Rudiments of nomadic animal breeding in Eurasia appeared no earlier than bce, considerably after the domestication of animals took place. The process of domestication in the New World took place somewhat later than in the Old World and independently of the latter, since humans first appeared in the New World only during the end of the Pleistocene Epoch which lasted from 2.

Biological and genetic changes Traditionally, the main criteria for judging relationships between domestic or cultivated organisms and wild ancestors were similarities of structure and function, but cytogenetical examinations, particularly comparisons of chromosomes and chromosome sets, also are adding to the knowledge of the origins of domesticated organisms. With animals, morphological and biochemical i.

During the 11, or 12, years that have passed since the beginning of domestication, the animals and plants that humans have selected as useful to them have undergone profound changes. The consequences of domestication are so great that the differences between breeds of animals or varieties of plants of the same species often exceed those between different species under natural conditions.

The most important consequence of domestication of animals consists of a sharp change in their seasonal biology. Taming is the conditioned behavioral modification of a wild-born animal when its natural avoidance of humans is reduced and it accepts the presence of humans, but domestication is the permanent genetic modification of a bred lineage that leads to an inherited predisposition toward humans. Wild animals can be tame, such as a hand-raised cheetah.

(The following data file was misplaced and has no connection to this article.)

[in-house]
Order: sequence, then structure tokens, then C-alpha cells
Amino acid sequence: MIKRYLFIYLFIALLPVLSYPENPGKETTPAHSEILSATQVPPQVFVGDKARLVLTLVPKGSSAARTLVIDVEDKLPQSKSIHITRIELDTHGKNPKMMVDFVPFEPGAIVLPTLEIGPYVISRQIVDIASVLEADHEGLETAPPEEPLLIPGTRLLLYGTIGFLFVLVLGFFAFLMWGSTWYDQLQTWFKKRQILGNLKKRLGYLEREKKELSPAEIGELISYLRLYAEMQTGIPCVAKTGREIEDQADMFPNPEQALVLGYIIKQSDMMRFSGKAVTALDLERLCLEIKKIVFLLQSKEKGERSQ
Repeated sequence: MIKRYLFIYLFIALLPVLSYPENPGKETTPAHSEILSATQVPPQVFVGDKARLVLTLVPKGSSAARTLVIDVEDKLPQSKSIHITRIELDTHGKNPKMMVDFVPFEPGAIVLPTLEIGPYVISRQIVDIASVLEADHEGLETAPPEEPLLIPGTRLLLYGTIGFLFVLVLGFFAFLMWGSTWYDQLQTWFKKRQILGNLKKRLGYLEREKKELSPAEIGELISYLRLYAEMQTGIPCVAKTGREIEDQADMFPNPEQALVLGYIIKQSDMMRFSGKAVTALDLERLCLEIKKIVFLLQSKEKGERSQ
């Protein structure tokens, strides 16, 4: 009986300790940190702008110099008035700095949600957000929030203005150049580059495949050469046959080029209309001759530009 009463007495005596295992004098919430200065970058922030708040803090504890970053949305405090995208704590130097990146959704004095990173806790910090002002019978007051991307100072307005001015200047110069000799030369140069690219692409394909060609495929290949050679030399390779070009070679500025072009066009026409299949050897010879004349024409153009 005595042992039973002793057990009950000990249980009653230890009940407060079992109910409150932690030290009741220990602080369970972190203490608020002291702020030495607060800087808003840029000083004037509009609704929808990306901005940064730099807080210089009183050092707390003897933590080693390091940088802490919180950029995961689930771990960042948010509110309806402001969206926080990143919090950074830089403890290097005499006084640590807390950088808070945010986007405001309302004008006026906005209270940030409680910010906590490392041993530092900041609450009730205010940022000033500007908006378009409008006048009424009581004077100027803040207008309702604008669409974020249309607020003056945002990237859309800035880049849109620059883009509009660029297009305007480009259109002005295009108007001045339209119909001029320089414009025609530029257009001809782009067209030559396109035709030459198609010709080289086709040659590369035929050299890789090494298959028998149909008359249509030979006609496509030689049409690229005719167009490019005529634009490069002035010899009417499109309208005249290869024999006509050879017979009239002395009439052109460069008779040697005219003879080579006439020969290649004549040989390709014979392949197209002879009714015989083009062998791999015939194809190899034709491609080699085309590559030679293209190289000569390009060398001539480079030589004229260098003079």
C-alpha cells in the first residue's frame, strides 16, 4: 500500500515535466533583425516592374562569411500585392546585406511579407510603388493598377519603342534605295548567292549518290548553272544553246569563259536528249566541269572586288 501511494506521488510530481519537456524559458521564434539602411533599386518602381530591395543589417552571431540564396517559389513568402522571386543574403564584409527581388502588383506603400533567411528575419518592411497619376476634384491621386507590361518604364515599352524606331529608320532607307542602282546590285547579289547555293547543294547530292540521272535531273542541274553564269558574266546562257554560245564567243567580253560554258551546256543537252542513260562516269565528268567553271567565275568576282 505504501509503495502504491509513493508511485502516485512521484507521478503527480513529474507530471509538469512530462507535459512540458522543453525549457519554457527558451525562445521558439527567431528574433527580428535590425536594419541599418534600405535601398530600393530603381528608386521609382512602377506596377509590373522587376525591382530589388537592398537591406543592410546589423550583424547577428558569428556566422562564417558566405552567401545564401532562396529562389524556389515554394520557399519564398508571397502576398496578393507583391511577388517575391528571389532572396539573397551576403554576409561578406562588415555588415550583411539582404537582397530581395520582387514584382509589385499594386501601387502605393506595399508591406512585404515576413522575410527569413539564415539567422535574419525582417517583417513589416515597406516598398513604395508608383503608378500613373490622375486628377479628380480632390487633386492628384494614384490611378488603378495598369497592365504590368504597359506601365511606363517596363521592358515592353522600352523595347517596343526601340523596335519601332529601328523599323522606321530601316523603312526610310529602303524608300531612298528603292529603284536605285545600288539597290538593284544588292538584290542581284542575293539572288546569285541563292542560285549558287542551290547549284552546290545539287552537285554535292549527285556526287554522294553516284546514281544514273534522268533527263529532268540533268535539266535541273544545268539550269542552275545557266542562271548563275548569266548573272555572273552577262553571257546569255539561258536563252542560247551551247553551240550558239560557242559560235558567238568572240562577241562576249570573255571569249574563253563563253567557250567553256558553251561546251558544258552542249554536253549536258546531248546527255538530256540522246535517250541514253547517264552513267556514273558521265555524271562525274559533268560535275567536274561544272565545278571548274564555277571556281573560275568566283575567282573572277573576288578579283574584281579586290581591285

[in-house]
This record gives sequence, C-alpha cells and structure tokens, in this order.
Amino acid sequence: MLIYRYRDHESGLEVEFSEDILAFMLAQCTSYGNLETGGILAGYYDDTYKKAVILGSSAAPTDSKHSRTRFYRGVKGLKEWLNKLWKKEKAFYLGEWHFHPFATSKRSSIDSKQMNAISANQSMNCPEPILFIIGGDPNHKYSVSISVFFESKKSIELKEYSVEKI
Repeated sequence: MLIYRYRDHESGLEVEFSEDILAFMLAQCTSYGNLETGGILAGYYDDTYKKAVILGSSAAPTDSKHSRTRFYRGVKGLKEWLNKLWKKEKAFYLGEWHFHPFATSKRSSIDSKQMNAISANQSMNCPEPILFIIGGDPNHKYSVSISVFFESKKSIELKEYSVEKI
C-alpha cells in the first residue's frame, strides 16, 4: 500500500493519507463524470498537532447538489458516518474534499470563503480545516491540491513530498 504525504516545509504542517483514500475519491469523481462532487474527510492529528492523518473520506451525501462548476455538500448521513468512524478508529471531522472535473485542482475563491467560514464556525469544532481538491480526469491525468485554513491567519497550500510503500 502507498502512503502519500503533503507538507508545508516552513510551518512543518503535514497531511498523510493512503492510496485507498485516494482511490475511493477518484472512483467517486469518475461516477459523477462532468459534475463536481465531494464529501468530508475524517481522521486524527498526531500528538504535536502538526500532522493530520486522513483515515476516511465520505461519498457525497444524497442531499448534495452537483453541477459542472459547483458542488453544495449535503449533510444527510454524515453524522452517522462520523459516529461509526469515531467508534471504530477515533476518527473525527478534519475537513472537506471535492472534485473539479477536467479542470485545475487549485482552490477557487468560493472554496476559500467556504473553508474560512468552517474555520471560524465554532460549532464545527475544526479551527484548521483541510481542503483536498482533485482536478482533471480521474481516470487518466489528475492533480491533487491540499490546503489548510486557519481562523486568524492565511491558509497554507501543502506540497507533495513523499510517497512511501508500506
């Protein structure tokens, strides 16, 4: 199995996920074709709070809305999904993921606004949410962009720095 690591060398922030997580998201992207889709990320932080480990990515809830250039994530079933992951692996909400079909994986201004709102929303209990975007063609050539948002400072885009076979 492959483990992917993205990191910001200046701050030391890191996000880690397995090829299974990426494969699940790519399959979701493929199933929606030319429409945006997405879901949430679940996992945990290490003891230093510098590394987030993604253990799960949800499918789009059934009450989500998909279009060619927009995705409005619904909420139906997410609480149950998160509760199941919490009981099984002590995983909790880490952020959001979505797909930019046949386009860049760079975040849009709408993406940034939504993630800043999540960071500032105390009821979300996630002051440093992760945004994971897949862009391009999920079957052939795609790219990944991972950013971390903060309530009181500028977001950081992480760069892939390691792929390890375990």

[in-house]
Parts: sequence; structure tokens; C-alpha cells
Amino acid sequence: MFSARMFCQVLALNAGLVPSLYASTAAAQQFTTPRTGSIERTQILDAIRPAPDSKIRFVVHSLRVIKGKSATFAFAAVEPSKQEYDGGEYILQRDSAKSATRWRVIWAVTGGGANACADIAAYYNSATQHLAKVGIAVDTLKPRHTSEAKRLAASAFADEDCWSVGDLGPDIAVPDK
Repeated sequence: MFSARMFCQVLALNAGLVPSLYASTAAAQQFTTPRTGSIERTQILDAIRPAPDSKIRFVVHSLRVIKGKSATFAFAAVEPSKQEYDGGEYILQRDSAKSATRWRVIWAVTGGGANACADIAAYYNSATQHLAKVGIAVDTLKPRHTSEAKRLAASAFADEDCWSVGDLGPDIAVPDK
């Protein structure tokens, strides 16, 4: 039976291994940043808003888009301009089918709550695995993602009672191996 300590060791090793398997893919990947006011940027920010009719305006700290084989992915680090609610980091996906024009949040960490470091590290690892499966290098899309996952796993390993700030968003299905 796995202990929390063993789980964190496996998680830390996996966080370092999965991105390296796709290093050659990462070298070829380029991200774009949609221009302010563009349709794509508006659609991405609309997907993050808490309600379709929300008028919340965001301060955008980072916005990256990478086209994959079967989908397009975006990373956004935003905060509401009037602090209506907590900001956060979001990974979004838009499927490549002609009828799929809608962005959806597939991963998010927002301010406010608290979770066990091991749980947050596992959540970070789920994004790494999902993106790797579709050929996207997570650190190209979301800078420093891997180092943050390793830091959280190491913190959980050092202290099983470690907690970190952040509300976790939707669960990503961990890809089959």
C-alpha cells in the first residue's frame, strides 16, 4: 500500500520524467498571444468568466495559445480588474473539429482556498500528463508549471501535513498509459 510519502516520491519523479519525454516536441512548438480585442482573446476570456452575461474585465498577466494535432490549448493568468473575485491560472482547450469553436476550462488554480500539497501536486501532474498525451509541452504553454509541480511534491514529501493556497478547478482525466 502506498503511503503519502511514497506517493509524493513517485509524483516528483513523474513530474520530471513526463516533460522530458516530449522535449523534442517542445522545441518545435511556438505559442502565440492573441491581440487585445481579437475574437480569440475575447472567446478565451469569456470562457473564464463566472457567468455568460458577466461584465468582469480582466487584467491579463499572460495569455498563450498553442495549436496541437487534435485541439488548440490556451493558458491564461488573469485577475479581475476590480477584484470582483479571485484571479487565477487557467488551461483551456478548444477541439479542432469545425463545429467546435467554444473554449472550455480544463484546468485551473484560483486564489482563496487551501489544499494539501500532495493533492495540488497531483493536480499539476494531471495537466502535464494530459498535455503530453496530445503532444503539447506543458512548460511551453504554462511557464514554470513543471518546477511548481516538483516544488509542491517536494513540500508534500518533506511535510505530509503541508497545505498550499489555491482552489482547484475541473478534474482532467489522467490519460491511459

A domestic animal's breeding is controlled by humans and its tameness and tolerance of humans is genetically determined. However, an animal merely bred in captivity is not necessarily domesticated.

Tigers, gorillas, and polar bears breed readily in captivity but are not domesticated. History of agriculture The domestication of animals began with the wolf Canis lupus at least 15, years before present YBPwhich then led to a rapid shift in the evolutionecologyand demography of both humans and numerous species of animals and plants.


Various criteria have been established to provide a definition of domestic animals, but all decisions about exactly when an animal can be labelled "domesticated" in the zoological sense are arbitrary, although potentially useful.

However, there are universal features held in common by all domesticated animals.

relationship between domestic plants and animals

Fig 1 [13] [14] [15] Reduced wariness to humans and low reactivity to both humans and other external stimuli are a key pre-adaptation for domestication, and these behaviors are also the primary target of the selective pressures experienced by the animal undergoing domestication. Carnivores feed on flesh, which would require the domesticators to raise additional animals to feed the carnivores and therefore increase the consumption of plants further.

Some large animals require many years before they reach a useful size. This arrangement allows humans to take control of the dominance hierarchy. Brain size and function[ edit ] Reduction in skull size with neoteny - grey wolf and chihuahua skulls The sustained selection for lowered reactivity among mammal domesticates has resulted in profound changes in brain form and function.

The larger the size of the brain to begin with and the greater its degree of folding, the greater the degree of brain-size reduction under domestication. This portion of the brain regulates endocrine function that influences behaviors such as aggression, wariness, and responses to environmentally induced stress, all attributes which are dramatically affected by domestication.